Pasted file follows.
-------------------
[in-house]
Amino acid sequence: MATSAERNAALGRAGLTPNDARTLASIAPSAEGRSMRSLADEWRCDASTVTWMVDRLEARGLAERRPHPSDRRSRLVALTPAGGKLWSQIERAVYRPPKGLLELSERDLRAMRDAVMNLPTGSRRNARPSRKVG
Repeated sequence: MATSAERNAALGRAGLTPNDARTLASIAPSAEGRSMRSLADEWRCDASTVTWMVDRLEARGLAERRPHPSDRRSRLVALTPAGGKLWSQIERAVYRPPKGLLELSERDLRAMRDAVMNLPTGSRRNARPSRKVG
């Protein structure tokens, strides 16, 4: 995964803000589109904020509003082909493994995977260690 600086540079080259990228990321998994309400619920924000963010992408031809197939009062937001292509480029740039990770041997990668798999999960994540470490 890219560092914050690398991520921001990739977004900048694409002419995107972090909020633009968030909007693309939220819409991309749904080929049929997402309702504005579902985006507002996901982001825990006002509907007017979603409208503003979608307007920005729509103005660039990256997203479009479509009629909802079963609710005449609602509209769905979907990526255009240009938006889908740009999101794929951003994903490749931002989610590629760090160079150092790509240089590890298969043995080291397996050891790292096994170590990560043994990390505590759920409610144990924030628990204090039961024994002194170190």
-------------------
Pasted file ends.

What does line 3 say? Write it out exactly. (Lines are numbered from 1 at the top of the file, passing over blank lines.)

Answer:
Repeated sequence: MATSAERNAALGRAGLTPNDARTLASIAPSAEGRSMRSLADEWRCDASTVTWMVDRLEARGLAERRPHPSDRRSRLVALTPAGGKLWSQIERAVYRPPKGLLELSERDLRAMRDAVMNLPTGSRRNARPSRKVG